Echoes and Reverberations: Liza Richardson's Infinite Axis of Influence

Echoes and Reverberations: Liza Richardson's Infinite Axis of Influence

Life has a way of dragging us off the charted path and into rather randomly obtuse trajectories. Sometimes you just feel like you're everywhere, all the time. Like you've got the whole world in the palm of your hand.

It often comes down to an intangible law of attraction: Many of us have that one person in their life that acts as a sort of magnetic avatar; a charismatic personality who radiates a sense of possibility and importance. Not necessarily a lover or mentor, but more of a spiritual companion in circumstance.

During the mid-80's, Liza Richardson debuted on the Dallas radio airwaves with her first program, The Mad Doll show on KNON. It aired on Thursday nights from 2 to 5 a.m., and the playlist included everything from the Butthole Surfers to Bob Marley.

An SMU student who actually ventured outside the University Park bubble, Richardson's circle of close friends included Elizabeth Wurtzel, the self- declared pharmaceutical lab rat and author of the novel Prozac Nation. Many of Wurtzel's X-ploits in Deep Ellum during this time period were documented in the book, and later in a straight-to-DVD film starring Christina Ricci.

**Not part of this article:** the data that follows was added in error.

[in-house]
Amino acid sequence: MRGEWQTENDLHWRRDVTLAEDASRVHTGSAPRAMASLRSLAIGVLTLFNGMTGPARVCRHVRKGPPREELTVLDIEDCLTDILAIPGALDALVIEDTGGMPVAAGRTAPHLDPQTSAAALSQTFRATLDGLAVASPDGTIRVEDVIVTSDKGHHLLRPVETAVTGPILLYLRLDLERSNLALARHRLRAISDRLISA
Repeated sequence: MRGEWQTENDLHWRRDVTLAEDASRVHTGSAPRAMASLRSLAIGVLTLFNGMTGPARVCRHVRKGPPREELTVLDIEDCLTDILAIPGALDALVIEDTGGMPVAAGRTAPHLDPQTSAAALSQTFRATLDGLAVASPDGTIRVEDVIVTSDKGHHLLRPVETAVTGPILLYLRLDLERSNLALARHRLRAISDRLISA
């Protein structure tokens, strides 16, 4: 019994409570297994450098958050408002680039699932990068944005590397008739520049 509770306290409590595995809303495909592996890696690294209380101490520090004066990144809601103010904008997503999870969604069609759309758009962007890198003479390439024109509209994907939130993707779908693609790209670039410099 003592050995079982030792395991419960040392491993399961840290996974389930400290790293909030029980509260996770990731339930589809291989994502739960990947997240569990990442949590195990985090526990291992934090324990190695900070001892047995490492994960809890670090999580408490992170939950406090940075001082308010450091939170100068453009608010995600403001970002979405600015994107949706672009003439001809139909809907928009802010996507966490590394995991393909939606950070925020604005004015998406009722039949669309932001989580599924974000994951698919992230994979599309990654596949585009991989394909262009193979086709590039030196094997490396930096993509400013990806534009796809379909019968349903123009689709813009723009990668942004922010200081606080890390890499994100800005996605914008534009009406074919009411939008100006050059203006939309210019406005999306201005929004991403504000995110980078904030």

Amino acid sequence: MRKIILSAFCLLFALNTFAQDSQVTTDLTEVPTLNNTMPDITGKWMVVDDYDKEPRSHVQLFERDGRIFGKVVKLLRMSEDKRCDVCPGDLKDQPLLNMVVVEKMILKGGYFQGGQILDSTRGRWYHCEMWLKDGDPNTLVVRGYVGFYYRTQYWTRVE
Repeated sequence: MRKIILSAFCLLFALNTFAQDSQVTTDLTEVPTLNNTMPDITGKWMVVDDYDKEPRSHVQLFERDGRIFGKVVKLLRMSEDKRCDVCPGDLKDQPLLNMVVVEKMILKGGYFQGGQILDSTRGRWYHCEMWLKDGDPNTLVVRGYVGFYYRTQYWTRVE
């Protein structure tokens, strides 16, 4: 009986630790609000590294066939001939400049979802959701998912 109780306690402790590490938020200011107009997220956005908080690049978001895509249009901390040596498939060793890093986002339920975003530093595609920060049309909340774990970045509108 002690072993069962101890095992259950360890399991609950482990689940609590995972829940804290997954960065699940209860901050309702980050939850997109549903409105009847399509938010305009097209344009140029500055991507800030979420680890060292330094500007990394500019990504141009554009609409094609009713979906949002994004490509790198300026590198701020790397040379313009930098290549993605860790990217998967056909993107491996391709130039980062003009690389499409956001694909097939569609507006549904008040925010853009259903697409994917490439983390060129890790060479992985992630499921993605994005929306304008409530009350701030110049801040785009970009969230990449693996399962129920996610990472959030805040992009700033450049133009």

After graduating from SMU, Richardson moved into the basement of an old church on Haskell Avenue called "Moon Mansion". It was a hippie commune owned by iconic Dallas artist Ashley Bellamy--the building still exists in the shadow of the Cityplace office monstrosity.

In 1987, she was swooped up by former KERA program director Chris Douridas (pictured right), who gave her the late night time slot on that station. (Remember when KERA actually played great music all night?) Then, in 1991, Douridas packed up his record collection and moved to Los Angeles to take a similar gig at the more music-driven NPR-affiliate KCRW. A year later, he brought in Richardson out to LA to do a weekly show at the station.

In fact, a lot people from Dallas seemed to be relocating to Los Angeles that year.


Later, in June of 1994, Broose Dickinson (pictured right) of the Dallas band Pop Poppins had just finished his first solo record.

In the kitchen, the mood was much lighter; a gathering of female Dallas expats were dishin' up the spicy shit. Elizabeth Wurtzel (pictured left) was there, along with Christina "Sita" de Limur, the elegant former general manager of the Starck Club in Dallas during the mid-'80s.

"That party was actually for Shermakaye Bass, who was in town visiting at the time," recalls Liza. (Bass was an influential music and art critic for the Dallas Morning News during the '90s; she now lives in Austin.) "

In the aftermath of the Simpson trial verdict, race relations in America were damaged and raw; now we have an African-American president and a new sense of unity. Viggo Mortensen is now an A-list actor. Chris Douridas, besides taking an executive gig at iTunes, was the music supervisor on the film American Beauty. Rick Rubin is producing acts the Dixie Chicks and Neil Diamond. Terrell Moore has sold a number of paintings to collectors like Dennis Hopper and Malcom McDowell, and his work has appeared in the film Iron Man and numerous times on the HBO hit Entourage. Elizabeth Wurtzel is a corporate lawyer in New York City, and Broose Dickinson is now living in Manhattan as well.

Lastly, 14 years after the fact, the long arm of karma has caught up with the Butcher of Brentwood: O.J. Simpson is finally going to prison.

--Jeffrey Liles

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